A Dvořák Fest
Antonín Dvořák (1841 – 1904)
Concerto for Cello und Orchestra in B minor Op. 104
Symphony No. 8 in G major Op. 88 (B 163)
“There is something very grounded about the cello,” says the French virtuoso cellist Gautier Capuçon, “in the truest sense of the word, because it stands with its spike on the floor.“ Nor does the master cellist ever lose this down-to-earth quality. “Moreover, it comes closest to the human body – you really embrace it.” This is also what you hear when Gautier Capuçon plays; how he embraces his cello, so to speak, and with it the music he creates. This embrace is particularly intimate in Dvořák’s work, probably the most magnificent romantic cello concerto. “Very intense music and very symphonically composed,” says Capuçon, “You need to have a long breath and a broad view.” He possesses both, and a lavishly beautiful, wondrously singing cello tone besides. Capuçon combines his subtle feeling for burgeoning melody with stupendous virtuosity. When he plays, you can hear that Dvořák composed his cello concerto in faraway New York, but with longing for his Bohemian homeland in his heart. These are sounds of the heart indeed, and on another level, too. With his cello concerto, Dvořák wrote a musical memorial to his deceased childhood sweetheart.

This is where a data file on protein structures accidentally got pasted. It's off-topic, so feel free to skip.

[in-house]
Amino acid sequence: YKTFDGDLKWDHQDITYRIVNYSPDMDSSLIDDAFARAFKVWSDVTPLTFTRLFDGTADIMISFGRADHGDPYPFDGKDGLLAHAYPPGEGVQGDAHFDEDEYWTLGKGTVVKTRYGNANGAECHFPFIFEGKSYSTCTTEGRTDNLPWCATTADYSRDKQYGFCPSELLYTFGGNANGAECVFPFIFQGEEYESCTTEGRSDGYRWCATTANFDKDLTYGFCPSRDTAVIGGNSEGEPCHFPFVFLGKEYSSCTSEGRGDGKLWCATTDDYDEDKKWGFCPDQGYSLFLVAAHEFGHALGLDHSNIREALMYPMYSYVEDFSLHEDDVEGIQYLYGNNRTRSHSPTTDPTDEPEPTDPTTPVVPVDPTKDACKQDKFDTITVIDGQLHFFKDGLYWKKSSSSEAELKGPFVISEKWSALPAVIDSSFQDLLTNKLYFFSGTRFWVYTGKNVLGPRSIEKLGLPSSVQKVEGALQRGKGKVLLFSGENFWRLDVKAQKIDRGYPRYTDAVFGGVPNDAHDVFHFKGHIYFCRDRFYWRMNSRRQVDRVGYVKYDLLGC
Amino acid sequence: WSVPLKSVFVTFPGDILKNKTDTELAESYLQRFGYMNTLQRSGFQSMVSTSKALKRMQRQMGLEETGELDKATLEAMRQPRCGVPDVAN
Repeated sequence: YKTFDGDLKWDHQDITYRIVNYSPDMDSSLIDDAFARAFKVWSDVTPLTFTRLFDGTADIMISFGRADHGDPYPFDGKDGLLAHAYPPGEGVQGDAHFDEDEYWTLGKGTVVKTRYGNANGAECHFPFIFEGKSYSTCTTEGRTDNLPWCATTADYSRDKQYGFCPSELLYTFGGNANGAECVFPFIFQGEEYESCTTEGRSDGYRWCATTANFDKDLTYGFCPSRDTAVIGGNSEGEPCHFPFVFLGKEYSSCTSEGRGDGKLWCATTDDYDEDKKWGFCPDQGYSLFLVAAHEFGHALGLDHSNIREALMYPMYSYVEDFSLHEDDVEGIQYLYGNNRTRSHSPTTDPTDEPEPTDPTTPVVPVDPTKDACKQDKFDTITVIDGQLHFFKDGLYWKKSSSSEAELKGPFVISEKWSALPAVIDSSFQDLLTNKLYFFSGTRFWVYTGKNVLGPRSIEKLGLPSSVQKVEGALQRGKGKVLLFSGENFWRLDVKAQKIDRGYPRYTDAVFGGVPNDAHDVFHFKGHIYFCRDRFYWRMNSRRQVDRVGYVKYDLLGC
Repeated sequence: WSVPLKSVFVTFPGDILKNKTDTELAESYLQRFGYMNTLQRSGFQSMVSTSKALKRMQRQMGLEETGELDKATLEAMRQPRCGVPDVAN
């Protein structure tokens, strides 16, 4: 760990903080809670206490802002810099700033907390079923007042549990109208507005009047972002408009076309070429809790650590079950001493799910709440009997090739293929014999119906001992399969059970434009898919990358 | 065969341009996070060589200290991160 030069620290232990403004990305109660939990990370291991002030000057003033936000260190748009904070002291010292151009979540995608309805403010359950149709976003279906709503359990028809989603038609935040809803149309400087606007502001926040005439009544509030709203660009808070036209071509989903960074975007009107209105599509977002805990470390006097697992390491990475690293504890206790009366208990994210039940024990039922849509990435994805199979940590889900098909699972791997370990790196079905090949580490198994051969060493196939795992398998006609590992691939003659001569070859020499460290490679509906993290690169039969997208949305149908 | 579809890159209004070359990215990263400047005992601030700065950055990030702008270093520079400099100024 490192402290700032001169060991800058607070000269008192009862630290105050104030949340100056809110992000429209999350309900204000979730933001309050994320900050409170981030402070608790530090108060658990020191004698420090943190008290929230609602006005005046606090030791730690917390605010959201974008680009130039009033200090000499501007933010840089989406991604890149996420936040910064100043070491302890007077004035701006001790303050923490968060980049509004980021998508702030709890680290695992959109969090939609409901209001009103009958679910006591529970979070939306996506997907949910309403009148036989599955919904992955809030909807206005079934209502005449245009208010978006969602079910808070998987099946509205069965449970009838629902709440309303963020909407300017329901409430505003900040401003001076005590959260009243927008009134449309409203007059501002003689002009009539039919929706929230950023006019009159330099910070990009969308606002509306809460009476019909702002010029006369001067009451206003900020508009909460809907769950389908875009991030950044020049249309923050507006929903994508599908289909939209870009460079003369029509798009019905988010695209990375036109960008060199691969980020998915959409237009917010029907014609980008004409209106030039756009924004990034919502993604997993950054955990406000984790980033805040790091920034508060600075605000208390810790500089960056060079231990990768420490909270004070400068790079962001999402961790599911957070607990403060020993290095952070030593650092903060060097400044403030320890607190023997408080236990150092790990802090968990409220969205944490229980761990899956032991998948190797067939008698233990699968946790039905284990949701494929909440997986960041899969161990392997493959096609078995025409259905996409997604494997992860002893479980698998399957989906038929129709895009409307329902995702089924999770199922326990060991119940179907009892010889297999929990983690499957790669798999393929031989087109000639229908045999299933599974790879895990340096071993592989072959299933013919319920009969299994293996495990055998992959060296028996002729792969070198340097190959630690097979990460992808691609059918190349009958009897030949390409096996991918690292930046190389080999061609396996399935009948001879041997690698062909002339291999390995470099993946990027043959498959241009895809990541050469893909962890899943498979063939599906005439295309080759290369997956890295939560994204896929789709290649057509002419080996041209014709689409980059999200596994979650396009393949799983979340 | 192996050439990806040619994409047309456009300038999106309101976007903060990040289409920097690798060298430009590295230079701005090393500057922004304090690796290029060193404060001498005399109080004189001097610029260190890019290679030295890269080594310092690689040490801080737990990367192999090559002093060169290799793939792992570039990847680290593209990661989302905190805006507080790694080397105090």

Kindly supported by the Geert und Lore Blanken-Schlemper-Stiftung.